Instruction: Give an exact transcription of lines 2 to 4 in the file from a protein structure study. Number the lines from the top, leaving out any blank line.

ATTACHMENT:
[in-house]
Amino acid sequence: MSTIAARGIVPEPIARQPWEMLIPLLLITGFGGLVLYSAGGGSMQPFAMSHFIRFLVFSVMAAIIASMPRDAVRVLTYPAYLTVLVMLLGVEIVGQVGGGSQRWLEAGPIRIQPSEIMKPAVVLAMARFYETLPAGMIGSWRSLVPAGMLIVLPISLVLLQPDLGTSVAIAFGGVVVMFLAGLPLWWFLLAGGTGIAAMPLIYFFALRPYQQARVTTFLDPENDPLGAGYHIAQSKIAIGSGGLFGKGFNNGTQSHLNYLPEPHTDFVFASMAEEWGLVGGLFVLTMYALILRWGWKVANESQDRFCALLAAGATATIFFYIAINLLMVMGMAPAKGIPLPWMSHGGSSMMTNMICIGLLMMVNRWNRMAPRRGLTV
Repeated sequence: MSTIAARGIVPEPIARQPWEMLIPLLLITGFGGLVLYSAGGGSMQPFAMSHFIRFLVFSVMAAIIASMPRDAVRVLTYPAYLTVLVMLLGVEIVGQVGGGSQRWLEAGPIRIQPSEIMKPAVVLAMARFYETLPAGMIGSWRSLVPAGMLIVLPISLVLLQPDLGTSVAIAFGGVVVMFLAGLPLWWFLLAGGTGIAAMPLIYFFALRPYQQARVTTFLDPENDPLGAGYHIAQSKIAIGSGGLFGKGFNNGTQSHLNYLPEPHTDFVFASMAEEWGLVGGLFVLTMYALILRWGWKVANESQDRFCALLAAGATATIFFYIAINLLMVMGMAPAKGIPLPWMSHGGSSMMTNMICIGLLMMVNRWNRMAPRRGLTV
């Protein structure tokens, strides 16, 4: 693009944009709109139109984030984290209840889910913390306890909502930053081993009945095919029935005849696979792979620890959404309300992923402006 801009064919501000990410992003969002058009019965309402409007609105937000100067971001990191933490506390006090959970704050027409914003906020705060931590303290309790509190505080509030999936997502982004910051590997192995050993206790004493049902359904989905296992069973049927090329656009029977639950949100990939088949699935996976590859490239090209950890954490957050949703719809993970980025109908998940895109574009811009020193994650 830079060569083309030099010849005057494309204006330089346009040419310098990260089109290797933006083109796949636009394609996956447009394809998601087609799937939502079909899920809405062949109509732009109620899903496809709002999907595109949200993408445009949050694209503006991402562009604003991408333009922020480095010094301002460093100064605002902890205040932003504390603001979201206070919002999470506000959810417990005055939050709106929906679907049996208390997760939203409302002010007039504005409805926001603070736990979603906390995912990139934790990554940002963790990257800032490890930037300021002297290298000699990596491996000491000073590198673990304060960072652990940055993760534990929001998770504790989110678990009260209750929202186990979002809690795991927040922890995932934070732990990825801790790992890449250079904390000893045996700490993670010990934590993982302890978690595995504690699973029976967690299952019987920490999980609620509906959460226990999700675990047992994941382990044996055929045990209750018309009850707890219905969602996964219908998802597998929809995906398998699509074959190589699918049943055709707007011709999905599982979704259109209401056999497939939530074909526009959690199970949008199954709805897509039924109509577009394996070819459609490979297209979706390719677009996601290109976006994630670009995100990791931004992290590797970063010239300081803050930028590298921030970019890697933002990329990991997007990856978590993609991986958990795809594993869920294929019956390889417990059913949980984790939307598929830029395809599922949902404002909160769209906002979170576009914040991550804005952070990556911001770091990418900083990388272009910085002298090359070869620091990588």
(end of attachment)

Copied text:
Amino acid sequence: MSTIAARGIVPEPIARQPWEMLIPLLLITGFGGLVLYSAGGGSMQPFAMSHFIRFLVFSVMAAIIASMPRDAVRVLTYPAYLTVLVMLLGVEIVGQVGGGSQRWLEAGPIRIQPSEIMKPAVVLAMARFYETLPAGMIGSWRSLVPAGMLIVLPISLVLLQPDLGTSVAIAFGGVVVMFLAGLPLWWFLLAGGTGIAAMPLIYFFALRPYQQARVTTFLDPENDPLGAGYHIAQSKIAIGSGGLFGKGFNNGTQSHLNYLPEPHTDFVFASMAEEWGLVGGLFVLTMYALILRWGWKVANESQDRFCALLAAGATATIFFYIAINLLMVMGMAPAKGIPLPWMSHGGSSMMTNMICIGLLMMVNRWNRMAPRRGLTV
Repeated sequence: MSTIAARGIVPEPIARQPWEMLIPLLLITGFGGLVLYSAGGGSMQPFAMSHFIRFLVFSVMAAIIASMPRDAVRVLTYPAYLTVLVMLLGVEIVGQVGGGSQRWLEAGPIRIQPSEIMKPAVVLAMARFYETLPAGMIGSWRSLVPAGMLIVLPISLVLLQPDLGTSVAIAFGGVVVMFLAGLPLWWFLLAGGTGIAAMPLIYFFALRPYQQARVTTFLDPENDPLGAGYHIAQSKIAIGSGGLFGKGFNNGTQSHLNYLPEPHTDFVFASMAEEWGLVGGLFVLTMYALILRWGWKVANESQDRFCALLAAGATATIFFYIAINLLMVMGMAPAKGIPLPWMSHGGSSMMTNMICIGLLMMVNRWNRMAPRRGLTV
């Protein structure tokens, strides 16, 4: 693009944009709109139109984030984290209840889910913390306890909502930053081993009945095919029935005849696979792979620890959404309300992923402006 801009064919501000990410992003969002058009019965309402409007609105937000100067971001990191933490506390006090959970704050027409914003906020705060931590303290309790509190505080509030999936997502982004910051590997192995050993206790004493049902359904989905296992069973049927090329656009029977639950949100990939088949699935996976590859490239090209950890954490957050949703719809993970980025109908998940895109574009811009020193994650 830079060569083309030099010849005057494309204006330089346009040419310098990260089109290797933006083109796949636009394609996956447009394809998601087609799937939502079909899920809405062949109509732009109620899903496809709002999907595109949200993408445009949050694209503006991402562009604003991408333009922020480095010094301002460093100064605002902890205040932003504390603001979201206070919002999470506000959810417990005055939050709106929906679907049996208390997760939203409302002010007039504005409805926001603070736990979603906390995912990139934790990554940002963790990257800032490890930037300021002297290298000699990596491996000491000073590198673990304060960072652990940055993760534990929001998770504790989110678990009260209750929202186990979002809690795991927040922890995932934070732990990825801790790992890449250079904390000893045996700490993670010990934590993982302890978690595995504690699973029976967690299952019987920490999980609620509906959460226990999700675990047992994941382990044996055929045990209750018309009850707890219905969602996964219908998802597998929809995906398998699509074959190589699918049943055709707007011709999905599982979704259109209401056999497939939530074909526009959690199970949008199954709805897509039924109509577009394996070819459609490979297209979706390719677009996601290109976006994630670009995100990791931004992290590797970063010239300081803050930028590298921030970019890697933002990329990991997007990856978590993609991986958990795809594993869920294929019956390889417990059913949980984790939307598929830029395809599922949902404002909160769209906002979170576009914040991550804005952070990556911001770091990418900083990388272009910085002298090359070869620091990588």